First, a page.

LANSING – Legislation sponsored by Sen. John Proos to reduce local government administrative costs is on its way to the governor to be signed.
Senate Bills 322 and 323 would allow local governments to collect winter property tax payments of $100 or less in the summer property tax levy.
“I have had to mail out tax bills to property owners for amounts less than the cost of the postage stamp,” said St. Joseph City Treasurer and Clerk, Deb Koroch. “I brought this issue to John’s attention because I wanted communities to have the option of combining the winter and summer tax rolls when the winter taxes for most properties would be so small that the second tax bill would be a financial burden to the communities and an inconvenience to our taxpayers.”
To improve cash flow, many Michigan local governments now bill almost all local property tax in the summer. However, these local entities often have a small amount of tax levy that is billed in the winter, leading to mailing and processing tax bills and payments of $100 or less.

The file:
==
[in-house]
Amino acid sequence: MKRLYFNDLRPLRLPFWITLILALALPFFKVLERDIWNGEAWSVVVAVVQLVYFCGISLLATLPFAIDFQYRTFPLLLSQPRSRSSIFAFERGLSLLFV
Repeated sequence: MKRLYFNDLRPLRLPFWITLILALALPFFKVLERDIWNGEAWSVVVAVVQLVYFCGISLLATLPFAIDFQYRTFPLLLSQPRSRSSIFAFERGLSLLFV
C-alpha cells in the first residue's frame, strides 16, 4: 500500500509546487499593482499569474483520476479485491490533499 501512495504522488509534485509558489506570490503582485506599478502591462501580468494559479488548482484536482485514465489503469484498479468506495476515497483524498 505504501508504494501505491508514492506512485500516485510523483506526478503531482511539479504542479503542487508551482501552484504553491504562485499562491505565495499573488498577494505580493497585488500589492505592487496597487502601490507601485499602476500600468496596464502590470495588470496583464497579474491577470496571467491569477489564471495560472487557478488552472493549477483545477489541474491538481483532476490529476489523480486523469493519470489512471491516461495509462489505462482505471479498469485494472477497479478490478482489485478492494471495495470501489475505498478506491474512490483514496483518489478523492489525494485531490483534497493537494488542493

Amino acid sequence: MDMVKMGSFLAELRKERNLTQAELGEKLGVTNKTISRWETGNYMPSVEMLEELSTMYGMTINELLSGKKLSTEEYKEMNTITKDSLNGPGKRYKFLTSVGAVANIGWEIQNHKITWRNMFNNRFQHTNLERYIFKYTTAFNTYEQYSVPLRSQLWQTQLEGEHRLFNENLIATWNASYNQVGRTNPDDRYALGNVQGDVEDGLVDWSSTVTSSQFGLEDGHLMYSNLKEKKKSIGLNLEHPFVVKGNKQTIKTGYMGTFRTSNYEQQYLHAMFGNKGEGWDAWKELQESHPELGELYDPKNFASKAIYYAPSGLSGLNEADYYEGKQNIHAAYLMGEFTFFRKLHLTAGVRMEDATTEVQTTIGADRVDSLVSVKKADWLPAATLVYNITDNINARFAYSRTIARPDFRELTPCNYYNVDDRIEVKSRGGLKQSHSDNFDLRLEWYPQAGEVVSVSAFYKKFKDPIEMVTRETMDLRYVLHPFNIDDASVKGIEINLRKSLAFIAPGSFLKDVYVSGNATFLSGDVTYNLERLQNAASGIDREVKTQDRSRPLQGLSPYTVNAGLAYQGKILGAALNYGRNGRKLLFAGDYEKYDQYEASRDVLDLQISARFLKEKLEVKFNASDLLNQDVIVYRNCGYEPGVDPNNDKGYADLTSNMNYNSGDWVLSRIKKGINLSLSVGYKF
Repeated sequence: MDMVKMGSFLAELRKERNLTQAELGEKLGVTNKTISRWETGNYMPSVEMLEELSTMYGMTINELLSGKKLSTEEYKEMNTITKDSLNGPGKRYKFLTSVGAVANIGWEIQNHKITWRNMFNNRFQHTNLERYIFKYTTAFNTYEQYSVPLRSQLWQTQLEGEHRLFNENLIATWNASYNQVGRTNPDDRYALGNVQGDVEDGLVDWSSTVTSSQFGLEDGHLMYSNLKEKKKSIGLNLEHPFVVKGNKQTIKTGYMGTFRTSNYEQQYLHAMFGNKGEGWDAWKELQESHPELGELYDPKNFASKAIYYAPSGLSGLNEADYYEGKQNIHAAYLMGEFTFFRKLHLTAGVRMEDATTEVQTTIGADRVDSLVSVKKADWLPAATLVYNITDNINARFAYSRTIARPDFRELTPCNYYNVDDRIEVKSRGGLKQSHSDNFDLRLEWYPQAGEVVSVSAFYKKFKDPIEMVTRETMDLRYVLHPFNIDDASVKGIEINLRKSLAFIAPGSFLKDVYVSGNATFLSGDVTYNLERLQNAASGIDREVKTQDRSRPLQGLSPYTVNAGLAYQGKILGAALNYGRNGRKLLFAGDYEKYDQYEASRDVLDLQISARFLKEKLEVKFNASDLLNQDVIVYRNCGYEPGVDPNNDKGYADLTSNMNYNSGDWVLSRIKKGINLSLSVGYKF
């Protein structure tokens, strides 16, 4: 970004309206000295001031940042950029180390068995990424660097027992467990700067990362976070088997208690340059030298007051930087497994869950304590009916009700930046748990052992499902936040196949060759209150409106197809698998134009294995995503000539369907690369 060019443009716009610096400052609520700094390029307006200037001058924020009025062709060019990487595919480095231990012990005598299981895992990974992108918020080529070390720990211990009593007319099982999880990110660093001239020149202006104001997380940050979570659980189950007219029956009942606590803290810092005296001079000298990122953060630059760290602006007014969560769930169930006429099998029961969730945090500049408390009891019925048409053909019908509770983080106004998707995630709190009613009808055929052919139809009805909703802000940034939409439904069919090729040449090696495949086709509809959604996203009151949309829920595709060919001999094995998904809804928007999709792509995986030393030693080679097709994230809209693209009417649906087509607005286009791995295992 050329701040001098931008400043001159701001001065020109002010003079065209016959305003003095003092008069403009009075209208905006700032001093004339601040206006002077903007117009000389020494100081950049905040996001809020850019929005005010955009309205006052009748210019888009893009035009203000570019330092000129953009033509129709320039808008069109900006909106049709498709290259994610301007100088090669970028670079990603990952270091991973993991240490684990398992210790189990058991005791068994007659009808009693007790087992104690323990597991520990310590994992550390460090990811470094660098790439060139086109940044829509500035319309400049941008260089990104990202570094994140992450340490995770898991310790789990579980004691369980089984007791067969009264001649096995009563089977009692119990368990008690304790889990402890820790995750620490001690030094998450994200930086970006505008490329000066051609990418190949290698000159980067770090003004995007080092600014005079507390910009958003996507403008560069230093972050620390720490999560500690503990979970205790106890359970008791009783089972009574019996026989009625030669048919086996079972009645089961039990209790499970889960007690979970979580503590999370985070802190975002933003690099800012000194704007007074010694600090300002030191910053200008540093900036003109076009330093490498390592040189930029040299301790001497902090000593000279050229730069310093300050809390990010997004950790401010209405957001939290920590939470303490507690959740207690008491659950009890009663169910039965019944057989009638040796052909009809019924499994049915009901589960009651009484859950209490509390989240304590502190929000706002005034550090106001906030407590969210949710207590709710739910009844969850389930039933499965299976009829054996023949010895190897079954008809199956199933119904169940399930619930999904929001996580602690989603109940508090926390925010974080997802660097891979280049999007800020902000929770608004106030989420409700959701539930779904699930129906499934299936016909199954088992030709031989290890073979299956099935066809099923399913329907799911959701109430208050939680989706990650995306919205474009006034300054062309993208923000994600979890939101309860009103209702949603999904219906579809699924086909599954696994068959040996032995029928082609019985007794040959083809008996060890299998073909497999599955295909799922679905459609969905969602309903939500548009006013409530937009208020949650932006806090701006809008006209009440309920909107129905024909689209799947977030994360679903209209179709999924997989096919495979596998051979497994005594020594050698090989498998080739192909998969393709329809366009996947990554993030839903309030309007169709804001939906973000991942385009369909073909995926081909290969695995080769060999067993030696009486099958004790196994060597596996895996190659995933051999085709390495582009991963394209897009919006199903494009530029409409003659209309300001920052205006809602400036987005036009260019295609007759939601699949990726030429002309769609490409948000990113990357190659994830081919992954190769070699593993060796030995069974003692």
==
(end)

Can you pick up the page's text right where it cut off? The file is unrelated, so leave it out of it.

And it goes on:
“This is about improving government efficiency and giving our locals the option of using their resources on other community priorities,” said Proos, R-St. Joseph. “Giving local units of government the flexibility to spend the time, labor and money to collect less than $100 in property taxes in the summer is an inefficient use of our limited tax dollars. Eliminating the need to mail and collect winter tax bills of small amounts will help cut costs for thousands of Michigan small towns and townships.”
It is estimated that the reforms would eliminate more than 100,000 winter tax bills that currently need to be mailed, as well as the processing of the related payments.
“The measures would not affect the amount of taxes owed by a property owner, and the decision to make this change would be left to local officials,” Proos said. “This is not a mandate. It is simply giving our communities the flexibility to make this change as a way to reduce costs.” (John Proos audio clip- :22)
SBs 322-323 were supported by the Michigan Association of Counties and are now on their way to the governor, who is expected to sign the reforms into law.
Source: News release from state Senator John Proos